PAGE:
Wednesday, September 7, 2011

Scorched Earth

Our drought has led to the inevitable - fire. Fires everywhere. Wildfires or wild fires or flash fires or fire zones or whatever you want to call them. In Bastrop, our friend Mary lost her home - everything. In Spicewood, our friend Regina watched flames come within 200 yards of her home. In Austin, we worry continually because we live on a greenbelt, now dry and parched looking and a potential firespot, as it is a popular hiking area and home to a number of transients.

Late edit: Our friend Susan S.and her mother both lost their homes in the Bastrop fires.

The image above is today's map of Bastrop, black circles mean heat/fire within the past 24 hours, yellow means some current heat, red means a still active fire. Current estimates are that 38,000 acres have burned and 885 homes have been destroyed.

Late edit (Thursday morning): 1,386 homes have been destroyed so far. The fire is 30% contained. The map above shows only a section of Bastrop, there are other areas that have been destroyed.

When most people think of a fire they think of the possible loss of life and then they think of the homes burning up and all possessions gone. It is more than that. It is the people frantically packing up their cars to evaculate, frantically calling for their pets that they eventually have to abandon as the flames come closer. How much time do you have to evacuate? Take a look at this video to see how fast fire can move. Now think about how fast it moves when the wind is blowing 20 miles per hour.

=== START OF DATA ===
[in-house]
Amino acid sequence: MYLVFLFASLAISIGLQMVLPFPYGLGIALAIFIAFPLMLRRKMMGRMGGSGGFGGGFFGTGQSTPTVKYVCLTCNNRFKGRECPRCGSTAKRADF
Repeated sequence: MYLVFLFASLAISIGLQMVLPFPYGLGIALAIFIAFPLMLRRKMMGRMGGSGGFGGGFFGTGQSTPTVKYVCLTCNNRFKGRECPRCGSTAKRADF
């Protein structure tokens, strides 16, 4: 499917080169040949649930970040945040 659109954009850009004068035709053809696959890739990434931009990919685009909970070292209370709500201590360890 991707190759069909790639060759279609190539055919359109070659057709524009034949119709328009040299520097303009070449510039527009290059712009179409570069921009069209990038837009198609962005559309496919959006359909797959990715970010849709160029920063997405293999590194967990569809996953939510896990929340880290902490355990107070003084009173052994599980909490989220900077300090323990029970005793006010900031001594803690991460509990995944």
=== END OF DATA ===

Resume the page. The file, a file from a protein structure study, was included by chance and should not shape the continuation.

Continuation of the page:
It is the exhausted firefighters, many of them volunteers, who haven't had a break for days, even to go back to see if their own homes were among those destroyed. It is the children, wary of their now unstable environment, not able to go back to the routine and security of school. Not because the school has burned down but because the buses can't travel down the roads, roads covered with ash, roads with bridges and guardrail posts burned out. It is the air that smells of smoke, even to us, miles away. It is the ash in the air that impedes the breathing of people with asthma, elderly people, babies. In the end, it is just scorched earth.

The map images are courtesy of Bill Gabbert's WildfireToday website. In the Bastrop image shown below Bill says: 
"An interesting footnote. You may have noticed on the lower-right side of the satellite imagery map the name “LUECKE” spelled out in green. The landowner clear-cut trees on the property, leaving enough to see the letters. They are huge, and span about 2.5 miles from the “L” to the last “E”. Astronauts on the International Space Station use these letters to check the resolution of their cameras."


Lost Aussie said...

I've done bushfire evacuation when I was a kid. It's terrifying.
Lets hope your greenbelt stays brown and dry.

magpie said...

i emailed you earlier but im just catching up online - sorry about your friend. what can i say. stay safe.

Leslie Avon Miller said...

I've been through wind storms falling trees on my home, sinking large bridges, etc. The power of nature can not be overestimated. It is mind boggling and frightening, and I hope you get some water from the skies very soon.

ArtPropelled said...

I have butterflies in my stomach reading this. Stay safe.